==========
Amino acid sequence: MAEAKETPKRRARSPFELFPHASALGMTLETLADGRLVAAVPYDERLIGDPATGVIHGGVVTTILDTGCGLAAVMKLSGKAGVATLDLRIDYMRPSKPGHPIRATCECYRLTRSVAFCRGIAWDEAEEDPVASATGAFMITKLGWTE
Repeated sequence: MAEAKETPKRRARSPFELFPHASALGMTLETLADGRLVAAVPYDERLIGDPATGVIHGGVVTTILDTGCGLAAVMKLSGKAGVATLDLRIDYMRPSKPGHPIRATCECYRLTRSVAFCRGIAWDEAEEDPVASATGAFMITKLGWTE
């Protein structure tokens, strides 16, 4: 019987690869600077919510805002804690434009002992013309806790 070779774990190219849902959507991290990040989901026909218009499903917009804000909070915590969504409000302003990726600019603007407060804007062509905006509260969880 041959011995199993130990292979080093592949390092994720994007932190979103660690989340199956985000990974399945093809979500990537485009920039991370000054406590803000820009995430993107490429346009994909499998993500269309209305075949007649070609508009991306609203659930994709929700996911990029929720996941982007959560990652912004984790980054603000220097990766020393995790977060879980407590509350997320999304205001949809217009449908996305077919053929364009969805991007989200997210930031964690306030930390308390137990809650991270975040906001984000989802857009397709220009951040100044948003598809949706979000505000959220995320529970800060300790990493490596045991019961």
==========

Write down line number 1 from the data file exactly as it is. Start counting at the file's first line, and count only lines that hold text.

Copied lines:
Amino acid sequence: MAEAKETPKRRARSPFELFPHASALGMTLETLADGRLVAAVPYDERLIGDPATGVIHGGVVTTILDTGCGLAAVMKLSGKAGVATLDLRIDYMRPSKPGHPIRATCECYRLTRSVAFCRGIAWDEAEEDPVASATGAFMITKLGWTE